- North Africa
- Ethiopia - Sudan
- Agriculture - Food Security - Water
Egypt’s conundrum over food security and the Nile’s water
Russia’s decision this year to halt wheat exports has dealt Egypt a severe blow and brought many questions to the fore. Egypt’s population explosion is fast surpassing its agricultural capacities, and the Nile river water resource, which irrigates its reduced wheat farms, has also come under heavy scrutiny as other Nile riparian countries seek a break from colonial era agreements that give Egypt and Sudan about 90% of the Nile’s water. The clock is ticking away with incredible speed as Egypt tries to develop external strategies. Strategies that are increasingly becoming risky for Egypt.
In August 2010, Egyptians discovered that an environmental catastrophe in Russia could directly affect their livelihoods after Russian Prime Minister, Vladimir Putin announced that his country was suspending the exportation of wheat because of devastating bush fires that had consumed large portions of its wheat farms. The Egyptian government assured citizens that the Russian decision would not have an immediate impact on the country as it had some 3 Million tons of wheat in reserve, enough for a few months ahead.
Egypt is presently the second biggest importer of wheat worldwide, and Egyptians stand to suffer should the Russian decision linger for more than the “few months” needed before a complete depletion of the country’s wheat reserves. Egyptians are worried and the public is demanding answers to some vital questions.
Why is Egypt, a country that once exported large quantities of wheat, now threatened by an act of God that takes place several thousand kilometers away, in Russia? As farmers question the impact of the government’s decision to import more wheat instead of encouraging domestic production, it goes without saying that producing wheat locally is simply not economically viable for the northern African Country. In fact, in 2007 the price of a ton of wheat produced locally amounted to 1100 Egyptian pounds against an international market price that stood at 900 Egyptian pounds.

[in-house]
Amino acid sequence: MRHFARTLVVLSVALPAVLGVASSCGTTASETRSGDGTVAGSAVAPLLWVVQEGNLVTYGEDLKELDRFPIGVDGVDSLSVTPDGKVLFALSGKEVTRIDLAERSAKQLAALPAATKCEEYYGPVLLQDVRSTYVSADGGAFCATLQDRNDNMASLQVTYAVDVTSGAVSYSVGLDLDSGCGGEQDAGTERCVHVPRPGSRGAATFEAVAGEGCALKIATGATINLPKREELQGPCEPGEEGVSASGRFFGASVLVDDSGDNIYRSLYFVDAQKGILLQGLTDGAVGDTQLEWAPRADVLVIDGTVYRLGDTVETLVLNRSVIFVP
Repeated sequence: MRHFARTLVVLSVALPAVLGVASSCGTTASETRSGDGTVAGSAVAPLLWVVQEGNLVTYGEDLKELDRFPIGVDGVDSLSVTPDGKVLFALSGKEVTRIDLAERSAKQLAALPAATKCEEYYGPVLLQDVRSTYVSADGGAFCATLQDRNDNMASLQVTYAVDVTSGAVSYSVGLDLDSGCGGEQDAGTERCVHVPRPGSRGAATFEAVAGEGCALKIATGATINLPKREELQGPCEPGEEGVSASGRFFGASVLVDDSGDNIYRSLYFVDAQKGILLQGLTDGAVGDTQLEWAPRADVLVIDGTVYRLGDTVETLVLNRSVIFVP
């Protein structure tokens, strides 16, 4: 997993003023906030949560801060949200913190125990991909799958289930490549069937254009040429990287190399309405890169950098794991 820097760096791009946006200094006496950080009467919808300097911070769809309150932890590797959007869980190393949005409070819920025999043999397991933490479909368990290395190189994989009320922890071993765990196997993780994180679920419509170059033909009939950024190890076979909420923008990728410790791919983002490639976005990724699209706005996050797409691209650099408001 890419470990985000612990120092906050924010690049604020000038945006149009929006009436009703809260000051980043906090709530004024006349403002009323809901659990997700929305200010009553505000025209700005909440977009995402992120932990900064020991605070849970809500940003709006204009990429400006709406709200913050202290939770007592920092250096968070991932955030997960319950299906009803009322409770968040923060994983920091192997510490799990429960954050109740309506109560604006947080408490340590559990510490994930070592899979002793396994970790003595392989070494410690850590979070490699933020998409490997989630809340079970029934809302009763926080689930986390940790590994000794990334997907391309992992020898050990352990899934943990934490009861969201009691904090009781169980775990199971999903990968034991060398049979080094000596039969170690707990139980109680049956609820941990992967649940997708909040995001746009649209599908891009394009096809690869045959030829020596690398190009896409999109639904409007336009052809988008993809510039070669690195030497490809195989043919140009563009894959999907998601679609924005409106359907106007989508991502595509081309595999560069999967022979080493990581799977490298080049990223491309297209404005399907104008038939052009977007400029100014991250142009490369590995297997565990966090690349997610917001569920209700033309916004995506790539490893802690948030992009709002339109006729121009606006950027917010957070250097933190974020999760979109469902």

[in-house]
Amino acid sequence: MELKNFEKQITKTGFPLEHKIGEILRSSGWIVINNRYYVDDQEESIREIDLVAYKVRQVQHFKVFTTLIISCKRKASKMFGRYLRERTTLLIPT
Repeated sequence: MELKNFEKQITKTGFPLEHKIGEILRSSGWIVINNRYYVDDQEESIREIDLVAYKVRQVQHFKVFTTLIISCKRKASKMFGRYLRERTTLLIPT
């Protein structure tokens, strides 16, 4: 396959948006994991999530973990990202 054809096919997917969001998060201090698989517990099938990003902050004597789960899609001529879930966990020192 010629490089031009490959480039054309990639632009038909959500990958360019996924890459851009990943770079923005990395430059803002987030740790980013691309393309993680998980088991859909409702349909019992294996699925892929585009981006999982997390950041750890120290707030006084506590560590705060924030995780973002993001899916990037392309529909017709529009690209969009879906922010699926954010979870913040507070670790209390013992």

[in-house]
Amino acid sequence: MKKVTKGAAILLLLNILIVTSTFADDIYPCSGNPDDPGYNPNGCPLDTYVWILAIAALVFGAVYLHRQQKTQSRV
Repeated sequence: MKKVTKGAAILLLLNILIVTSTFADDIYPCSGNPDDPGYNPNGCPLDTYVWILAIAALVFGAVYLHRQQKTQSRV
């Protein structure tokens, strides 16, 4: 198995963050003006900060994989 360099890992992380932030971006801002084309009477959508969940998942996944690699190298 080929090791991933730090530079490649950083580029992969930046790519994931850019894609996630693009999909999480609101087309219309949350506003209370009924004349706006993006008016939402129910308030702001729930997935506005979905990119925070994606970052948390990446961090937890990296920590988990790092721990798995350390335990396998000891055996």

Following the heavy financial losses in the agriculture sector linked to the growing of wheat, the Egyptian government reduced the amount of land allocated for wheat cultivation in favor of the expansion of much higher yielding export products like strawberries and other fruits.
In recent times, the already reduced wheat producing sector has been hard hit by the tug of war among the Nile Basin countries, seven of who are seeking a “fair share of the Nile’s water resources”. Egypt and The Sudan, under colonial era agreements, have the right to about 90% of the Nile water resource (55.5 billion cubic meters for Egypt and 18.5 for Sudan, annually). Ethiopia contributes about 80% of the total Nile water downstream through the Blue Nile, — which provides 59% of Egypt’s Nile water, — was among the least favored by the 1929 and 1959 accords between Egypt and Britain (on behalf of its colonies) and Egypt and Sudan.
Seven out of the eight remaining Nile Basin countries have threatened to build dams in their countries to improve their agricultural sectors and also to address their water own needs. Egypt sees this as a threat to its national security and has suggested that it would discourage the move militarily if it has to.
Dr Abdel Salam Gom’a, former president of the center for wheat research and also known as the Egyptians the father of wheat, believes that Egypt has to use almost half or more of its arable land to cultivate wheat if it wants to achieve autonomy. But analysts have written Salam Gom’a’s suggestion off saying it would put too much pressure on an already scarce water resource.
However, the Egyptian population is expanding and the capacity to provide enough food from cultivable lands is shrinking. And if the country wants to achieve self-sufficiency, it has to increase lands allocated to wheat production. Needless to say, the country is increasingly finding itself caught between a rock and a hard place, because changing its wheat growing policy translates into increasing the quantity of water (from the disputed Nile water) it needs for irrigation.